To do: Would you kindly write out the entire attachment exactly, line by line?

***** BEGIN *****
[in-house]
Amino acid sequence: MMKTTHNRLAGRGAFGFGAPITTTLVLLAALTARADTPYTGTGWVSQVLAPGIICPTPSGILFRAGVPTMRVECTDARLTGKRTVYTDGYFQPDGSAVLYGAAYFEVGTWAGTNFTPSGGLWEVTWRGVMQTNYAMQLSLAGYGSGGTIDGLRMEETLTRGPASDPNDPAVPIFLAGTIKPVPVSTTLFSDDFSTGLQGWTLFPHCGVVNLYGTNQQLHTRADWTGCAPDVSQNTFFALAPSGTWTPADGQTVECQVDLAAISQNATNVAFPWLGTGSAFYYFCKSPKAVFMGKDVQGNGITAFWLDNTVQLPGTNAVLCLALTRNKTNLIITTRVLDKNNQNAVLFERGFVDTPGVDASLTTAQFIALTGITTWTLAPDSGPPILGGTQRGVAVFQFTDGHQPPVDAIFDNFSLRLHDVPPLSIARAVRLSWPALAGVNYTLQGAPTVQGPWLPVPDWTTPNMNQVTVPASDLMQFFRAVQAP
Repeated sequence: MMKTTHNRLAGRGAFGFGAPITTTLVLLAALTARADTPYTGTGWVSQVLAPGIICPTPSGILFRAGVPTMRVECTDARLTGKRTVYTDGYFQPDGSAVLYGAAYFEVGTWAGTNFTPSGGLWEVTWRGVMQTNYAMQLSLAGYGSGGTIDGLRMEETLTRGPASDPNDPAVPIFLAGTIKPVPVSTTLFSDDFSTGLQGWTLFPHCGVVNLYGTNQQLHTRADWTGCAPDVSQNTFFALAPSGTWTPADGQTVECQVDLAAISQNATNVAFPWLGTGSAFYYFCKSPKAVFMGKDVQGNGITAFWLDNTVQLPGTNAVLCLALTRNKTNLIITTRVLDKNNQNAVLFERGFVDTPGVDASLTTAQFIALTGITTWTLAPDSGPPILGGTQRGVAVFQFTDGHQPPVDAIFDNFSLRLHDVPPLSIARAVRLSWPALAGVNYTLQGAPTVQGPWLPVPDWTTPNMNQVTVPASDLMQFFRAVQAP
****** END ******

[in-house]
Amino acid sequence: MMKTTHNRLAGRGAFGFGAPITTTLVLLAALTARADTPYTGTGWVSQVLAPGIICPTPSGILFRAGVPTMRVECTDARLTGKRTVYTDGYFQPDGSAVLYGAAYFEVGTWAGTNFTPSGGLWEVTWRGVMQTNYAMQLSLAGYGSGGTIDGLRMEETLTRGPASDPNDPAVPIFLAGTIKPVPVSTTLFSDDFSTGLQGWTLFPHCGVVNLYGTNQQLHTRADWTGCAPDVSQNTFFALAPSGTWTPADGQTVECQVDLAAISQNATNVAFPWLGTGSAFYYFCKSPKAVFMGKDVQGNGITAFWLDNTVQLPGTNAVLCLALTRNKTNLIITTRVLDKNNQNAVLFERGFVDTPGVDASLTTAQFIALTGITTWTLAPDSGPPILGGTQRGVAVFQFTDGHQPPVDAIFDNFSLRLHDVPPLSIARAVRLSWPALAGVNYTLQGAPTVQGPWLPVPDWTTPNMNQVTVPASDLMQFFRAVQAP
Repeated sequence: MMKTTHNRLAGRGAFGFGAPITTTLVLLAALTARADTPYTGTGWVSQVLAPGIICPTPSGILFRAGVPTMRVECTDARLTGKRTVYTDGYFQPDGSAVLYGAAYFEVGTWAGTNFTPSGGLWEVTWRGVMQTNYAMQLSLAGYGSGGTIDGLRMEETLTRGPASDPNDPAVPIFLAGTIKPVPVSTTLFSDDFSTGLQGWTLFPHCGVVNLYGTNQQLHTRADWTGCAPDVSQNTFFALAPSGTWTPADGQTVECQVDLAAISQNATNVAFPWLGTGSAFYYFCKSPKAVFMGKDVQGNGITAFWLDNTVQLPGTNAVLCLALTRNKTNLIITTRVLDKNNQNAVLFERGFVDTPGVDASLTTAQFIALTGITTWTLAPDSGPPILGGTQRGVAVFQFTDGHQPPVDAIFDNFSLRLHDVPPLSIARAVRLSWPALAGVNYTLQGAPTVQGPWLPVPDWTTPNMNQVTVPASDLMQFFRAVQAP